Posted April 16, 2008 – In a U.S. government-funded study, researchers spread sludge made from treated industrial and human waste on the yards of nine low-income Black families in Baltimore to test whether the sludge would protect children from lead poisoning, The Associated Press reported.
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The families were told the sludge was safe and never informed them about any possibly dangerous elements. In exchange for allowing the sludge to be spread in yards, the families received food coupons and new lawns, according to documents obtained by the AP.
The researchers said the sludge (leftover solid wastes from treatment plants) reduced the children's risk of lead-related brain or nerve damage. The phosphate and iron in sludge can bind to lead and other hazardous metals in soil. This means that, if a child eats contaminated soil, the harmful metals will pass safely through the body. The study was published in the journal Science of the Total Environment in 2005. However, many experts are skeptical about this claim.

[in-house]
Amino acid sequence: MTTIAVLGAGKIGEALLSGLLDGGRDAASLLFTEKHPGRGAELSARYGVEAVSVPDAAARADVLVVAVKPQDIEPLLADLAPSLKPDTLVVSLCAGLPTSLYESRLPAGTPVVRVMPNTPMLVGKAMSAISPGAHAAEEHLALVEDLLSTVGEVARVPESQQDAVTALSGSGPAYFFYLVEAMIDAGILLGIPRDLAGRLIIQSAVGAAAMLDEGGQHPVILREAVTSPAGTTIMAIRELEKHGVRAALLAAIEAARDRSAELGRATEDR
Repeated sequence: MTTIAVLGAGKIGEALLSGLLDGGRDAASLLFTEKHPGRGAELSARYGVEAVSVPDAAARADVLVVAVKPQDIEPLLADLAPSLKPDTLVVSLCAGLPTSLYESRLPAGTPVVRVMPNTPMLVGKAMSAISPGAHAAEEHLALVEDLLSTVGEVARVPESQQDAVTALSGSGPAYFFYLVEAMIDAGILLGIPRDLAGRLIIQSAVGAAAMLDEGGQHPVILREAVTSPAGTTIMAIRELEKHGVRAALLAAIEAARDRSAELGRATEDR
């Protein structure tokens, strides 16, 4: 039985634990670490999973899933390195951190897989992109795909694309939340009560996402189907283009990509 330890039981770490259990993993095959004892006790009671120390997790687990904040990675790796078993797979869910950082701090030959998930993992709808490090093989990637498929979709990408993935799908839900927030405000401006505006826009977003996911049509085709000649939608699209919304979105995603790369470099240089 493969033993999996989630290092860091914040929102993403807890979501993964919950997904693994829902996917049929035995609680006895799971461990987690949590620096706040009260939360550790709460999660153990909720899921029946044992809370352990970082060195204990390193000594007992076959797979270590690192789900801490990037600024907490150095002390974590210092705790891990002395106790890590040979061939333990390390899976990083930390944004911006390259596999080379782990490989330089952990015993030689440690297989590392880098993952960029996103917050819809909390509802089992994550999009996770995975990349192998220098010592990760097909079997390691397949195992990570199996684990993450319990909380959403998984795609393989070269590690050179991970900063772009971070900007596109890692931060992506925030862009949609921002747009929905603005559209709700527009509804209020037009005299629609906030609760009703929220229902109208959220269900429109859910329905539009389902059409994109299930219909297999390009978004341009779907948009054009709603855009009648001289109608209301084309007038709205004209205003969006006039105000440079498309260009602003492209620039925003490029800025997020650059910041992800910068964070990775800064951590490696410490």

While the sludge can bind to lead in soil, "it's not at all clear that the sludge binding the lead will be preserved in the acidity of the stomach" when it's eaten, said soil chemist Murray McBride, director of the Cornell Waste Management Institute. He questioned why the families weren't told about possibly harmful ingredients in the sludge and why low-income people were chosen for the research.
"If you're not telling them what kinds of chemicals could be in there, how could they even make an informed decision? If you're telling them it's absolutely safe, then it's not ethical," McBride told the AP.
Gerald Stansbury, president of the Maryland Conference of the NAACP, says that this kind of experiment has an all-too-familiar feel: like the infamous Tuskegee experiment (1932-1972), when the government withheld penicillin from Black men with syphilis so scientists could study the growth patterns of the disease. Families were assured that the fertilizer was safe, but they were never informed about potential health risks.
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